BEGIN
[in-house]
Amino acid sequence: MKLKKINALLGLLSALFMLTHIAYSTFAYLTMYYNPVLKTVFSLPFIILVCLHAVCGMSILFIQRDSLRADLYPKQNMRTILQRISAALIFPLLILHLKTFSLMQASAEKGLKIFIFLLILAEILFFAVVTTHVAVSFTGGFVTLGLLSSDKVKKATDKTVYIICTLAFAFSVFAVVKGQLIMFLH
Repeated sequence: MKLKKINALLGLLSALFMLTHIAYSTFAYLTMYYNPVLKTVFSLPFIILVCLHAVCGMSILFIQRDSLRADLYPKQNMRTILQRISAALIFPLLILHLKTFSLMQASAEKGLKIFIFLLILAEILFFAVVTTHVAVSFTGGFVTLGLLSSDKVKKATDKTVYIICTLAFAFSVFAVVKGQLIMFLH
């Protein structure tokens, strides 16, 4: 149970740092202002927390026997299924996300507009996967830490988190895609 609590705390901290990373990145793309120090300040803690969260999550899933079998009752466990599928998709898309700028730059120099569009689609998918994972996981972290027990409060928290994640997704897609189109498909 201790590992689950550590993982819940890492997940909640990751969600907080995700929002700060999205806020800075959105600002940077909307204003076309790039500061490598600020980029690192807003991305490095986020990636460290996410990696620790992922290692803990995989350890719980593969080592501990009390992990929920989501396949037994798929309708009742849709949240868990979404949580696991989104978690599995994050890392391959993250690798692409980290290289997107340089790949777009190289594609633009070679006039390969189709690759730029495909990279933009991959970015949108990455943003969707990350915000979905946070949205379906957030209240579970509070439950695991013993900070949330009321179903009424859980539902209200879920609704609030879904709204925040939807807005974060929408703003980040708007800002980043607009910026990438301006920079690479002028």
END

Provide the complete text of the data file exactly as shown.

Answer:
[in-house]
Amino acid sequence: MKLKKINALLGLLSALFMLTHIAYSTFAYLTMYYNPVLKTVFSLPFIILVCLHAVCGMSILFIQRDSLRADLYPKQNMRTILQRISAALIFPLLILHLKTFSLMQASAEKGLKIFIFLLILAEILFFAVVTTHVAVSFTGGFVTLGLLSSDKVKKATDKTVYIICTLAFAFSVFAVVKGQLIMFLH
Repeated sequence: MKLKKINALLGLLSALFMLTHIAYSTFAYLTMYYNPVLKTVFSLPFIILVCLHAVCGMSILFIQRDSLRADLYPKQNMRTILQRISAALIFPLLILHLKTFSLMQASAEKGLKIFIFLLILAEILFFAVVTTHVAVSFTGGFVTLGLLSSDKVKKATDKTVYIICTLAFAFSVFAVVKGQLIMFLH
């Protein structure tokens, strides 16, 4: 149970740092202002927390026997299924996300507009996967830490988190895609 609590705390901290990373990145793309120090300040803690969260999550899933079998009752466990599928998709898309700028730059120099569009689609998918994972996981972290027990409060928290994640997704897609189109498909 201790590992689950550590993982819940890492997940909640990751969600907080995700929002700060999205806020800075959105600002940077909307204003076309790039500061490598600020980029690192807003991305490095986020990636460290996410990696620790992922290692803990995989350890719980593969080592501990009390992990929920989501396949037994798929309708009742849709949240868990979404949580696991989104978690599995994050890392391959993250690798692409980290290289997107340089790949777009190289594609633009070679006039390969189709690759730029495909990279933009991959970015949108990455943003969707990350915000979905946070949205379906957030209240579970509070439950695991013993900070949330009321179903009424859980539902209200879920609704609030879904709204925040939807807005974060929408703003980040708007800002980043607009910026990438301006920079690479002028």